8. What would I try now if I knew I could not fail?
My favourite question and one more trigger to release our inner genius. The stream of fresh ideas is right behind this door, you need just to open it.

9. If I did know, what would the answer be?
Simple and brilliant. “Not knowing” may appear to be our latent intent to avoid risks of change. Asking this question gives us unconscious permission to dream and be creative because in fact we do know. If not MSLs, who then?

10. What can I learn from this?
If you can learn from a negative situation you reduce the likelihood that it will ever happen again. Besides, reflecting on this question, you may find ways to turn your trouble today into basement for your best success tomorrow.

Written by Dr. Alexander Tolmachev, alexander.tolmachev@gmail.com

Apr
17

10 Questions MSL Should Ask Any Thought Leader

Shutterstock_Questions_ImageThought leaders are an important extension of the pharma organization’s central nervous system. With the increase of strategic importance of thought leaders to pharmaceutical business, Medical Affairs role is expanding in response. MSLs are taking on a progressively more strategic role within their organizations as thought leader relationships become more and more valuable in establishing market dominance. Regulatory limitations of sales-to-physician dialogue and high complexity of science behind the products has led to a growing customer-facing role for MSL teams with focus on thought leaders. Why question them? To better understand medical practices and habits, patient needs and gain feedback on job MSL are doing to bring value to thought leaders and eventually improve patient access to new therapies. These powerful questions may always be used in discussion with any thought leader.

1. What do you think?

These words are probably most important to use in any conversation. Commercial people rarely address this question to customers, possibly because they believe they already supposed to know what is on the customers’ mind. Asking this question doesn’t reveal our incompetence, it bridges us with other people and helps to gain a lot of valuable insights.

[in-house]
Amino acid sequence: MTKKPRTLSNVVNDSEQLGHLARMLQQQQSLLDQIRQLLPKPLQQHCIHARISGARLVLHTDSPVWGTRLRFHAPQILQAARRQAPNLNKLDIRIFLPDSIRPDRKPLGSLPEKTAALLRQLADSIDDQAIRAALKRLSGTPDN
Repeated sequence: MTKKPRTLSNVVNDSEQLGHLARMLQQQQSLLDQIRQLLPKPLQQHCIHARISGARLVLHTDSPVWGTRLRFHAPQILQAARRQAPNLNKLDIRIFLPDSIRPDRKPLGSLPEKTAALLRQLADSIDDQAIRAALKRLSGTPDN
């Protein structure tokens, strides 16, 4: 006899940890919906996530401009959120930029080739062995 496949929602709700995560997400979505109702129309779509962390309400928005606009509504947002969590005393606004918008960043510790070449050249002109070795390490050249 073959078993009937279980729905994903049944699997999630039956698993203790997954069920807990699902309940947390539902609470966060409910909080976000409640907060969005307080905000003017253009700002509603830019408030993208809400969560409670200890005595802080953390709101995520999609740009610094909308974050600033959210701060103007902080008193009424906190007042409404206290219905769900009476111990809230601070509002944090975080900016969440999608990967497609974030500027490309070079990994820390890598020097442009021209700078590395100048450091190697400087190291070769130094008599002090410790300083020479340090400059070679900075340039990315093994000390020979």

2. What can we do to serve you better?

Probably the single most important feedback MSL can gain from thought leader relates to ideas MSL share to help physicians to improve medical practices. When it comes to gathering ideas for your innovative project, the voice of thought leader should be at the top.

3. How is our team doing on this project?

When you are eager to make the work as good as you can you may want to ask this general question. Be prepared to seriously consider the feedback. That doesn’t mean that you have to do everything that’s suggested, but you should at least listen and think about it.
 

4. Give a recent example of how we’ve exceeded your expectations? Or not met them?

In case you want to receive a more robust answer, instead of just asking previous question, make the questions specific and over a recent time frame so that your feedback will likely generate more actionable items.

5. What is the one thing that none of the pharmaceutical companies do that you wish they did?

This question directly leads to the potential differentiation points between you and others. Obviously you don’t have to implement what you hear, it’s more important that it may lead to new insights.

6. What’s the one thing we should never stop doing?

This question possibly will reveal useful, if not surprising information. You might expect the answer to be related to something like slides preparation and receive feedback about the your politeness and helpfulness. This question will likely reveal strengths worth promoting.

7. What’s one thing we do better than other pharmaceutical companies you work with?